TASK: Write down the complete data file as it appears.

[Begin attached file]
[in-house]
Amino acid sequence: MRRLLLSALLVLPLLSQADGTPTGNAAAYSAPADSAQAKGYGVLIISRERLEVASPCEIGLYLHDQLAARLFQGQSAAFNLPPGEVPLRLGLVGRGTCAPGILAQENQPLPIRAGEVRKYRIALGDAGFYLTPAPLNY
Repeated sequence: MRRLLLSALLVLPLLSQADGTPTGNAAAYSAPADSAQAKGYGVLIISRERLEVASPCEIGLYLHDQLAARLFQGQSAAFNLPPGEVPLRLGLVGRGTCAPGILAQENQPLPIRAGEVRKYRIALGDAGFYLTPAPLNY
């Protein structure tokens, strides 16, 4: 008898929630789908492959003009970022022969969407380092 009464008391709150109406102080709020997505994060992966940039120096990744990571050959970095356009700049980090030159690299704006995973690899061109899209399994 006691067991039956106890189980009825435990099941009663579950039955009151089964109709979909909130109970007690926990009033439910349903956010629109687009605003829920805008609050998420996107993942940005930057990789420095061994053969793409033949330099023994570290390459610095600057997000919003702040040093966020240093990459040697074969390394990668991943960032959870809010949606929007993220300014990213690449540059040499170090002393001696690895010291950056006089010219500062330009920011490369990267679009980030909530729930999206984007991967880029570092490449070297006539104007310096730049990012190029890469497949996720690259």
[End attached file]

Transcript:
[in-house]
Amino acid sequence: MRRLLLSALLVLPLLSQADGTPTGNAAAYSAPADSAQAKGYGVLIISRERLEVASPCEIGLYLHDQLAARLFQGQSAAFNLPPGEVPLRLGLVGRGTCAPGILAQENQPLPIRAGEVRKYRIALGDAGFYLTPAPLNY
Repeated sequence: MRRLLLSALLVLPLLSQADGTPTGNAAAYSAPADSAQAKGYGVLIISRERLEVASPCEIGLYLHDQLAARLFQGQSAAFNLPPGEVPLRLGLVGRGTCAPGILAQENQPLPIRAGEVRKYRIALGDAGFYLTPAPLNY
């Protein structure tokens, strides 16, 4: 008898929630789908492959003009970022022969969407380092 009464008391709150109406102080709020997505994060992966940039120096990744990571050959970095356009700049980090030159690299704006995973690899061109899209399994 006691067991039956106890189980009825435990099941009663579950039955009151089964109709979909909130109970007690926990009033439910349903956010629109687009605003829920805008609050998420996107993942940005930057990789420095061994053969793409033949330099023994570290390459610095600057997000919003702040040093966020240093990459040697074969390394990668991943960032959870809010949606929007993220300014990213690449540059040499170090002393001696690895010291950056006089010219500062330009920011490369990267679009980030909530729930999206984007991967880029570092490449070297006539104007310096730049990012190029890469497949996720690259």